Mylan (NASDAQ:MYL) has gathered a few headlines lately for their inversion with Abbott Laboratories (NYSE:ABT). Unfortunately, many investors don't understand the consequences of an inversion. The basic concept of an inversion is that the company passes on capital gains tax to the shareholders now in exchange for lower taxes on company profits in the future. Shareholders in Mylan, or other companies undergoing an inversion, need to know how those changes are going to impact them. The primary focus of the article will be explaining the inversion and the way to plan for it. Mylan is the example we will use, but the lessons are applicable to other companies as well.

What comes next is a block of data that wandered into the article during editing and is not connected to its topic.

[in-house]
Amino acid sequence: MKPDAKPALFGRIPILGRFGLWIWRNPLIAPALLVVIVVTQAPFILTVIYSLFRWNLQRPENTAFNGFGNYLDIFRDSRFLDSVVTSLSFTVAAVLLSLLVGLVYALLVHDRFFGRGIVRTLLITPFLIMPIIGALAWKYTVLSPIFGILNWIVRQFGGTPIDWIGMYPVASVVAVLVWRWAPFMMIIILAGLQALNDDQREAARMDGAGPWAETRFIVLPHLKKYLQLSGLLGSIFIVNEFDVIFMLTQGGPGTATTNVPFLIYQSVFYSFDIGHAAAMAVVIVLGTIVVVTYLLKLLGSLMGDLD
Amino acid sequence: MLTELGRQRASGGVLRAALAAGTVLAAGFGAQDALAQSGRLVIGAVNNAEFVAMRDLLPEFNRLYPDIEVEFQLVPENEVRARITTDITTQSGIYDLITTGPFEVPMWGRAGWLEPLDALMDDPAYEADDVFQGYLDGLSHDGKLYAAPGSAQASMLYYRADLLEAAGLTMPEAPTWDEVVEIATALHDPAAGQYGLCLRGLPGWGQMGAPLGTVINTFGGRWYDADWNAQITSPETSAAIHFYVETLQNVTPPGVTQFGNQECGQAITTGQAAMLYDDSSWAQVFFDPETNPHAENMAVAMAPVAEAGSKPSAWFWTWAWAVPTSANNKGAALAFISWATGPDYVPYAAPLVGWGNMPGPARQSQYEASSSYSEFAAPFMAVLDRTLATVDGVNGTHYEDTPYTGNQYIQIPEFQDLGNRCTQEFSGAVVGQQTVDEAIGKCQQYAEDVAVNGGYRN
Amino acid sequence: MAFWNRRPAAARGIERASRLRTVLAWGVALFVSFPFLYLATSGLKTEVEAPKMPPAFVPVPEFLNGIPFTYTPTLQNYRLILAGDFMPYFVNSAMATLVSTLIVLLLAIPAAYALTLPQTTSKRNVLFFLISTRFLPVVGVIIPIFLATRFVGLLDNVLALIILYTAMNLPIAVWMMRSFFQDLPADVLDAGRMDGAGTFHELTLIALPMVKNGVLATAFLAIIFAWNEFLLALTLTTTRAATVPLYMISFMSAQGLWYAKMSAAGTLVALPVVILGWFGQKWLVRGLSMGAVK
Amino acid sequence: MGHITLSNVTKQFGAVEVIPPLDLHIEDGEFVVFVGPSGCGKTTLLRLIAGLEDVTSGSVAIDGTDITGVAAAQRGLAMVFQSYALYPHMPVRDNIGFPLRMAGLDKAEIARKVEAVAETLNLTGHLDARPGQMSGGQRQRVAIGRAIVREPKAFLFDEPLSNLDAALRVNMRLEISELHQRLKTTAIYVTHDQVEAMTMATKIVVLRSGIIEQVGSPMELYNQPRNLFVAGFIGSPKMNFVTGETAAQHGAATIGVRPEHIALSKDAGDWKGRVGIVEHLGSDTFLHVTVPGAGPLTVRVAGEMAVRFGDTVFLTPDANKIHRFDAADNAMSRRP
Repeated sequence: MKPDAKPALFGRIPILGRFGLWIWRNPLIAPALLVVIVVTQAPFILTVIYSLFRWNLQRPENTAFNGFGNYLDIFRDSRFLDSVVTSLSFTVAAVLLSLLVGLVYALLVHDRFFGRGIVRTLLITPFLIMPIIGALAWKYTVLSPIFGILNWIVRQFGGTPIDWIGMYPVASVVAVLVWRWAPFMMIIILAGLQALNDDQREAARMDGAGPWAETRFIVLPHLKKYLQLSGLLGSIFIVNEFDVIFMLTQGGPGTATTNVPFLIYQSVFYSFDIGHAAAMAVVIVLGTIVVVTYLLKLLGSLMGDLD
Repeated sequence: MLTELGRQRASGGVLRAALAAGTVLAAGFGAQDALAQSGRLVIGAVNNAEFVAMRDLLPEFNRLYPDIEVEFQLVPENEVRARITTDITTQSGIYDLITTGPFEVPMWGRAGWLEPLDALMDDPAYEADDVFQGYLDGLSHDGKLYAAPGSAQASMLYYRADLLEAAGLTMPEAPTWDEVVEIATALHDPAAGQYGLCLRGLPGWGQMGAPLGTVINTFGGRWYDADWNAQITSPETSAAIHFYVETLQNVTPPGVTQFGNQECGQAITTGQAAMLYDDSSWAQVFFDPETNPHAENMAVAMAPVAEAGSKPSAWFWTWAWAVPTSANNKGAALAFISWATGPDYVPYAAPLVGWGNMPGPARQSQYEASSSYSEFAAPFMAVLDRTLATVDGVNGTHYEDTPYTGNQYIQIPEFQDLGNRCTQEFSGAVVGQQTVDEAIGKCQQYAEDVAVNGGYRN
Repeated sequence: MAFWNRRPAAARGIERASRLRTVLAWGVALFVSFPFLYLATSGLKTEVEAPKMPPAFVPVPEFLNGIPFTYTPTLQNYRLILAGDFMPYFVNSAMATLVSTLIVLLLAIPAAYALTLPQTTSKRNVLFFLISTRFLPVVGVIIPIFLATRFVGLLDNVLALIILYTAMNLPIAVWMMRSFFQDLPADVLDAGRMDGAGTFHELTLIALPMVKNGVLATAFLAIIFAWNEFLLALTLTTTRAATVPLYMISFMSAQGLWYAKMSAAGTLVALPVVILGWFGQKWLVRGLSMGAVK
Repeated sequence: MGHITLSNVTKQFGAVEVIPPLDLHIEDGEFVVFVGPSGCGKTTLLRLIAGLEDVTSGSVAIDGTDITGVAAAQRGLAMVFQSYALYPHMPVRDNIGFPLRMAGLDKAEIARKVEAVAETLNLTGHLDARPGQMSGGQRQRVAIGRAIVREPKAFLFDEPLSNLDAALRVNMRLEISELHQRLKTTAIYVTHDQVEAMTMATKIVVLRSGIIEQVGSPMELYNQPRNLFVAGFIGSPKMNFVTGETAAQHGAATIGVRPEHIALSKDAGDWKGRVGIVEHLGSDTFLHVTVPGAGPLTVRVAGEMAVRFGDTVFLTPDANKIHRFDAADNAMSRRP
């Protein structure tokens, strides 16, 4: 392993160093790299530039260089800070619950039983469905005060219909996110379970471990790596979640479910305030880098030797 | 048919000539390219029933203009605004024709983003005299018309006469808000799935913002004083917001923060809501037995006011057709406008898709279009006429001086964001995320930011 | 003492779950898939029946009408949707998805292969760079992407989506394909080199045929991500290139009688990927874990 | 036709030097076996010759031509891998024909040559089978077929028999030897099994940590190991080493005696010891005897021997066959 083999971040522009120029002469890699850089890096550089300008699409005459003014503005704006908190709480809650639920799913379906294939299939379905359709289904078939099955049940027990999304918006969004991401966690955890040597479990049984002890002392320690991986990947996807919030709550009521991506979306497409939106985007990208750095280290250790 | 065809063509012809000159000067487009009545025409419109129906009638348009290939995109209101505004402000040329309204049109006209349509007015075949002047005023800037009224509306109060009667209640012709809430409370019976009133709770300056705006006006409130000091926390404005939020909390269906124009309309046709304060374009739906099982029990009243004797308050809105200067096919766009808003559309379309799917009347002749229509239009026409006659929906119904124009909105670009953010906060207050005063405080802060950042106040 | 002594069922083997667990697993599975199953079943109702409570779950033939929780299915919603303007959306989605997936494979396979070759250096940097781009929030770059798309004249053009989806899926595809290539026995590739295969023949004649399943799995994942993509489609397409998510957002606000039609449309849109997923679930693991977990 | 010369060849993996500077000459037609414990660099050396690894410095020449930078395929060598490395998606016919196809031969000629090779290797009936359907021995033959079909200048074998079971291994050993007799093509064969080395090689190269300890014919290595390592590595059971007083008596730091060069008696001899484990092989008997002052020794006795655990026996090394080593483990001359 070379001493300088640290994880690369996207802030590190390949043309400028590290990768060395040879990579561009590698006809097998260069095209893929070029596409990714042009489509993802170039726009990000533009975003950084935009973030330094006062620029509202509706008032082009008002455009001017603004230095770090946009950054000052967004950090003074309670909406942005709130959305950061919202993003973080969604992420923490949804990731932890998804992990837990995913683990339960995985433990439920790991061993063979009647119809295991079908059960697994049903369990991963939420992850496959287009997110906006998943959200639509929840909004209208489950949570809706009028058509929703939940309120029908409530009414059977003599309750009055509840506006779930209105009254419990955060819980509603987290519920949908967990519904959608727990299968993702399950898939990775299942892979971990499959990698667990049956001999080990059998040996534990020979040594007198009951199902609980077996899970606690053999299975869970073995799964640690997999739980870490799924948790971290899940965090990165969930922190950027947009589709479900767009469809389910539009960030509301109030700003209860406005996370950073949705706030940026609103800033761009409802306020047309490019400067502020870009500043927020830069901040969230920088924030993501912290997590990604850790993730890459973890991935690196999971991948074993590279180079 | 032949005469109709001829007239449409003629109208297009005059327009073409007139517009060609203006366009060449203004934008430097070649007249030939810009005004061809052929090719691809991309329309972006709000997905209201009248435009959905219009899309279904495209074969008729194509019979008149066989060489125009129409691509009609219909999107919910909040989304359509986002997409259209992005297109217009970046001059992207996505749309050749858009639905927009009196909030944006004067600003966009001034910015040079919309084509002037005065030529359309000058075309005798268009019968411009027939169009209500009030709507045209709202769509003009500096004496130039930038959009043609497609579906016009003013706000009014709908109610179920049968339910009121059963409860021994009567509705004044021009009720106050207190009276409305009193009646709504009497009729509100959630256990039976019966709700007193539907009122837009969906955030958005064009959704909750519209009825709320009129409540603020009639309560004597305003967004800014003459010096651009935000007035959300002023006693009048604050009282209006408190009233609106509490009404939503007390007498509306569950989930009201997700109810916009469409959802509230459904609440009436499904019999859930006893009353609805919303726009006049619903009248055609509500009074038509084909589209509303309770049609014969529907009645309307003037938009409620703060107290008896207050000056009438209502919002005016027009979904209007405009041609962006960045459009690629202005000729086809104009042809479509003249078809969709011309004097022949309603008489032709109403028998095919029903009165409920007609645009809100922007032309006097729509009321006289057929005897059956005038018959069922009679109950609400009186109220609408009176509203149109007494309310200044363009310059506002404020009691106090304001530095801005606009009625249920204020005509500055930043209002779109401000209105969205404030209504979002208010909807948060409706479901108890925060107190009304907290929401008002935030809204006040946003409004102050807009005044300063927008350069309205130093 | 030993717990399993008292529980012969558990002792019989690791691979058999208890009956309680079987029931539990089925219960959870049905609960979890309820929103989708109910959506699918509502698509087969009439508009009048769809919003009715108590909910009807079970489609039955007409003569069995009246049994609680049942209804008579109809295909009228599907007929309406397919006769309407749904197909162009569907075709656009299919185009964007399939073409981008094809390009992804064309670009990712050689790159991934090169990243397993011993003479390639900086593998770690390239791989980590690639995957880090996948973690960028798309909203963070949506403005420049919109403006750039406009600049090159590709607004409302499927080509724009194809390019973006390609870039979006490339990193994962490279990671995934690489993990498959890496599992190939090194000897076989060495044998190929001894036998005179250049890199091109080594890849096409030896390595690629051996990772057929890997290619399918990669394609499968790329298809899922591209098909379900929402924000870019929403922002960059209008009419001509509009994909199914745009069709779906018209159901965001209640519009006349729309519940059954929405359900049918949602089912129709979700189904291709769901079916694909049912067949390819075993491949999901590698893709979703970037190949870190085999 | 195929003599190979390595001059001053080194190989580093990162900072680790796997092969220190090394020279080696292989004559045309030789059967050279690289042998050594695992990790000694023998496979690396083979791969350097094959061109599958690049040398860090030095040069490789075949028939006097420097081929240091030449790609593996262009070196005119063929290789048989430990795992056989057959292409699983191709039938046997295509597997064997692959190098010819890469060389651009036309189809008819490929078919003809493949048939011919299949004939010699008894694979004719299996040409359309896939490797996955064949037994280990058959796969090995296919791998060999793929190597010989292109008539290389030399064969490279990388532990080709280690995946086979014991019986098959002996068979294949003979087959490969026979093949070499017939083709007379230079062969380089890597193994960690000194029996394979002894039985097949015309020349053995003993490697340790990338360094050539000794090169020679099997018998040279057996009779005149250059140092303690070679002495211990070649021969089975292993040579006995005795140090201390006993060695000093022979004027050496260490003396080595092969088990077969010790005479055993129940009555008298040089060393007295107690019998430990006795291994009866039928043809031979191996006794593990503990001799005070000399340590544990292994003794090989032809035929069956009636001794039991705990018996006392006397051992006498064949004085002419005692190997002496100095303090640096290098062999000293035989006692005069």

What happens when a company undergoes an inversion?
Inversion is frequently compared to marriage with a person that is not a citizen. In order to have an inversion, it takes two corporations. If a corporation decides to engage in merger with a foreign company, they can decide how they want to present that merger. If an American citizen marries a foreign person, they can help that person come to America. If an American corporation merges with a foreign corporation, the foreign corporation can help them leave the U.S. tax code. In short, the merger is like a marriage for corporations, but they are trying to exit the US instead of enter it.
What does the company get from it?